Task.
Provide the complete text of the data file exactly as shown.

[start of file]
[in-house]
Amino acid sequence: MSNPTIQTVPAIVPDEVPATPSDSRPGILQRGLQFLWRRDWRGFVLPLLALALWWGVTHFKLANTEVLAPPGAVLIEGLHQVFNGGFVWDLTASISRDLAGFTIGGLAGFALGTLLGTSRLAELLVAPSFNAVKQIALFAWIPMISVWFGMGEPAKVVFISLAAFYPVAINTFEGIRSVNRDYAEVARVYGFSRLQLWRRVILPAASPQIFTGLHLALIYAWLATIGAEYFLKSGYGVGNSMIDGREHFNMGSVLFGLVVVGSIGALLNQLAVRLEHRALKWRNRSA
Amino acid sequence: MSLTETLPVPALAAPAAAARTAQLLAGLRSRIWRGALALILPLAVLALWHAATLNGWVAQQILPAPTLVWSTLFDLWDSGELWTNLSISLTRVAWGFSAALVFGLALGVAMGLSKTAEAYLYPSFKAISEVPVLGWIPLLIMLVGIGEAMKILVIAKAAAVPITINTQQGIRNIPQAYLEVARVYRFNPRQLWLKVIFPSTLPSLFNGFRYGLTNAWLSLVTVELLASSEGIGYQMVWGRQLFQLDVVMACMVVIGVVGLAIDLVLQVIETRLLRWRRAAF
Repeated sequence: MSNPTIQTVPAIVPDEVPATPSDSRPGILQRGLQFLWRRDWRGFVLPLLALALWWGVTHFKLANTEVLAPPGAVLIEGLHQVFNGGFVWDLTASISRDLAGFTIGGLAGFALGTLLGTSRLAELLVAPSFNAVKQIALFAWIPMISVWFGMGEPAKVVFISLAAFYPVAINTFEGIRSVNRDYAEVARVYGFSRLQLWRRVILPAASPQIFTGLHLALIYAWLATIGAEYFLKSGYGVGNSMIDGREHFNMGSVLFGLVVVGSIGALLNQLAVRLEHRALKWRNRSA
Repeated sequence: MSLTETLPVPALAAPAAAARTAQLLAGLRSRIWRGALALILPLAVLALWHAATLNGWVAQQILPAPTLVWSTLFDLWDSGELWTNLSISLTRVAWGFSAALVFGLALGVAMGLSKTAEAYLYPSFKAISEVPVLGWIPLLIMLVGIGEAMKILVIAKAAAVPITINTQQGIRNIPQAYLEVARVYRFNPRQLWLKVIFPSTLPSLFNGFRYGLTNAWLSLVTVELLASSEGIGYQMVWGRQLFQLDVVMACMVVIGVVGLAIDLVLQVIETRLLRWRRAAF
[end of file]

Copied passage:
[in-house]
Amino acid sequence: MSNPTIQTVPAIVPDEVPATPSDSRPGILQRGLQFLWRRDWRGFVLPLLALALWWGVTHFKLANTEVLAPPGAVLIEGLHQVFNGGFVWDLTASISRDLAGFTIGGLAGFALGTLLGTSRLAELLVAPSFNAVKQIALFAWIPMISVWFGMGEPAKVVFISLAAFYPVAINTFEGIRSVNRDYAEVARVYGFSRLQLWRRVILPAASPQIFTGLHLALIYAWLATIGAEYFLKSGYGVGNSMIDGREHFNMGSVLFGLVVVGSIGALLNQLAVRLEHRALKWRNRSA
Amino acid sequence: MSLTETLPVPALAAPAAAARTAQLLAGLRSRIWRGALALILPLAVLALWHAATLNGWVAQQILPAPTLVWSTLFDLWDSGELWTNLSISLTRVAWGFSAALVFGLALGVAMGLSKTAEAYLYPSFKAISEVPVLGWIPLLIMLVGIGEAMKILVIAKAAAVPITINTQQGIRNIPQAYLEVARVYRFNPRQLWLKVIFPSTLPSLFNGFRYGLTNAWLSLVTVELLASSEGIGYQMVWGRQLFQLDVVMACMVVIGVVGLAIDLVLQVIETRLLRWRRAAF
Repeated sequence: MSNPTIQTVPAIVPDEVPATPSDSRPGILQRGLQFLWRRDWRGFVLPLLALALWWGVTHFKLANTEVLAPPGAVLIEGLHQVFNGGFVWDLTASISRDLAGFTIGGLAGFALGTLLGTSRLAELLVAPSFNAVKQIALFAWIPMISVWFGMGEPAKVVFISLAAFYPVAINTFEGIRSVNRDYAEVARVYGFSRLQLWRRVILPAASPQIFTGLHLALIYAWLATIGAEYFLKSGYGVGNSMIDGREHFNMGSVLFGLVVVGSIGALLNQLAVRLEHRALKWRNRSA
Repeated sequence: MSLTETLPVPALAAPAAAARTAQLLAGLRSRIWRGALALILPLAVLALWHAATLNGWVAQQILPAPTLVWSTLFDLWDSGELWTNLSISLTRVAWGFSAALVFGLALGVAMGLSKTAEAYLYPSFKAISEVPVLGWIPLLIMLVGIGEAMKILVIAKAAAVPITINTQQGIRNIPQAYLEVARVYRFNPRQLWLKVIFPSTLPSLFNGFRYGLTNAWLSLVTVELLASSEGIGYQMVWGRQLFQLDVVMACMVVIGVVGLAIDLVLQVIETRLLRWRRAAF